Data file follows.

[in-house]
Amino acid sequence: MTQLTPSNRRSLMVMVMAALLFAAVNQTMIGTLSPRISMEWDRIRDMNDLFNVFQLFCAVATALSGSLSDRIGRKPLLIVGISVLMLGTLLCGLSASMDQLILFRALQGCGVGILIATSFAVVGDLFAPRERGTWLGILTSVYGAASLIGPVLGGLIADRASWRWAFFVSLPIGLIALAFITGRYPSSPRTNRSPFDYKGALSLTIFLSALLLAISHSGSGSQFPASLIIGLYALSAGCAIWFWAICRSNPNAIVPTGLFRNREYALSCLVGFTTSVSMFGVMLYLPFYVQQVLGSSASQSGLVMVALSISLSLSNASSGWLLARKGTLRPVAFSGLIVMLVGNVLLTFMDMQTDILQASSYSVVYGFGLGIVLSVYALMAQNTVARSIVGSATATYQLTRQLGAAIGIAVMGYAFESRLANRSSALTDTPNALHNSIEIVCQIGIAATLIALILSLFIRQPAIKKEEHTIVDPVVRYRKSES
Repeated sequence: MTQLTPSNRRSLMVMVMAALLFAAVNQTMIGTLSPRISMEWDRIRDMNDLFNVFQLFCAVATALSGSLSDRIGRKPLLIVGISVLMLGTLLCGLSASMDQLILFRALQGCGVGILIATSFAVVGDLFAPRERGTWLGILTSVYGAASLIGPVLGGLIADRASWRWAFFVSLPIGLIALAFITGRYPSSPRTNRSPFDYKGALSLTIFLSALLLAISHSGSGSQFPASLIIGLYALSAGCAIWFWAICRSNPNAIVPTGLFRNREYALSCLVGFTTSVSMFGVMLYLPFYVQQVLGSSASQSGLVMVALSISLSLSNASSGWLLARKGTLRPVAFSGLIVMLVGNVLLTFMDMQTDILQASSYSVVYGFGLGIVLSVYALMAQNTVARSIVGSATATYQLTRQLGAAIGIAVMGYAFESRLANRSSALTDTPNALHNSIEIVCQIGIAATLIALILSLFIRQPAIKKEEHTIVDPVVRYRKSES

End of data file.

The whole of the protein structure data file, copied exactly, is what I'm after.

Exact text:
[in-house]
Amino acid sequence: MTQLTPSNRRSLMVMVMAALLFAAVNQTMIGTLSPRISMEWDRIRDMNDLFNVFQLFCAVATALSGSLSDRIGRKPLLIVGISVLMLGTLLCGLSASMDQLILFRALQGCGVGILIATSFAVVGDLFAPRERGTWLGILTSVYGAASLIGPVLGGLIADRASWRWAFFVSLPIGLIALAFITGRYPSSPRTNRSPFDYKGALSLTIFLSALLLAISHSGSGSQFPASLIIGLYALSAGCAIWFWAICRSNPNAIVPTGLFRNREYALSCLVGFTTSVSMFGVMLYLPFYVQQVLGSSASQSGLVMVALSISLSLSNASSGWLLARKGTLRPVAFSGLIVMLVGNVLLTFMDMQTDILQASSYSVVYGFGLGIVLSVYALMAQNTVARSIVGSATATYQLTRQLGAAIGIAVMGYAFESRLANRSSALTDTPNALHNSIEIVCQIGIAATLIALILSLFIRQPAIKKEEHTIVDPVVRYRKSES
Repeated sequence: MTQLTPSNRRSLMVMVMAALLFAAVNQTMIGTLSPRISMEWDRIRDMNDLFNVFQLFCAVATALSGSLSDRIGRKPLLIVGISVLMLGTLLCGLSASMDQLILFRALQGCGVGILIATSFAVVGDLFAPRERGTWLGILTSVYGAASLIGPVLGGLIADRASWRWAFFVSLPIGLIALAFITGRYPSSPRTNRSPFDYKGALSLTIFLSALLLAISHSGSGSQFPASLIIGLYALSAGCAIWFWAICRSNPNAIVPTGLFRNREYALSCLVGFTTSVSMFGVMLYLPFYVQQVLGSSASQSGLVMVALSISLSLSNASSGWLLARKGTLRPVAFSGLIVMLVGNVLLTFMDMQTDILQASSYSVVYGFGLGIVLSVYALMAQNTVARSIVGSATATYQLTRQLGAAIGIAVMGYAFESRLANRSSALTDTPNALHNSIEIVCQIGIAATLIALILSLFIRQPAIKKEEHTIVDPVVRYRKSES